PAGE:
Obstructive Sleep Apnea & Allergies

Tsai et al. (2017) evaluated 8,616 children to identify if there was a prevalence in allergic disease and obstructive sleep apnea with bedwetting. This was a very large research study. They found that children with allergic rhinitis, atopic dermatitis, allergic conjunctivitis, or obstructive sleep apnea had a higher chance of bedwetting.

My opinion: It’s helpful to see the association between obstructive sleep apnea and allergic disease with bedwetting. This could help with patients that are difficult to treat. This study doesn’t identify if effectively treating allergic symptoms and obstructive sleep apnea could improve their chances of curing their bedwetting. It’s important to make sure their obstructive sleep apnea and allergic symptoms are well managed before aggressively trying to treat their nighttime wetting.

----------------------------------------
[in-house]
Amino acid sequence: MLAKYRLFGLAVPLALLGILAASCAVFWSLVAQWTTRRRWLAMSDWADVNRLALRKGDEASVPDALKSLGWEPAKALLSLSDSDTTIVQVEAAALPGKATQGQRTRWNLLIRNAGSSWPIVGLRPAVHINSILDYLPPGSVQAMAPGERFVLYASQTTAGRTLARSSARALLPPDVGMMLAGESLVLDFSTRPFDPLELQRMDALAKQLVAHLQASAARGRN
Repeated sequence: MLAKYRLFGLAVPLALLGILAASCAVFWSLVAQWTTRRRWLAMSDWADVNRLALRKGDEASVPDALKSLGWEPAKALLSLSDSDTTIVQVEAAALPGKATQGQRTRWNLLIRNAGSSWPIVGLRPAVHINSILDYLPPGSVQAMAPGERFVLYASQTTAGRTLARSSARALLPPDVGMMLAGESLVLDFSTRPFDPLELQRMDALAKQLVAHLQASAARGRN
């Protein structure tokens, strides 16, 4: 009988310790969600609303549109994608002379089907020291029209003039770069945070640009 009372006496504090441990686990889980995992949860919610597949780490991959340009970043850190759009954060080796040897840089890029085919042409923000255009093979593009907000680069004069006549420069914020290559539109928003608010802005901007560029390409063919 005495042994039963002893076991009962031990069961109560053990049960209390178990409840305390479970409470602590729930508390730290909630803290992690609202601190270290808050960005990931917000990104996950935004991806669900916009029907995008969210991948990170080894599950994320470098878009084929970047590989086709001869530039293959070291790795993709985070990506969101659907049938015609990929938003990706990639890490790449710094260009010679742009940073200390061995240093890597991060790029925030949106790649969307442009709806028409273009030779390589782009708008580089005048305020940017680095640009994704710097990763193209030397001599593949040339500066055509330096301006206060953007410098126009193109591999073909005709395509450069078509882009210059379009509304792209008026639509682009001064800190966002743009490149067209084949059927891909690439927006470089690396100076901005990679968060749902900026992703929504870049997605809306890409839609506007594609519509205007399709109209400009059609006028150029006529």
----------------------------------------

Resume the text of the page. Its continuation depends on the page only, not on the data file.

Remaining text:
Tsai, J., Chen, H., Ku, M., Chen, S., Hsu, C., Tung, M., . . . Sheu, J. (2017). Association between allergic disease, sleep-disordered breathing, and childhood nocturnal enuresis: A population-based case-control study. Pediatric Nephrology,32(12), 2293-2301.

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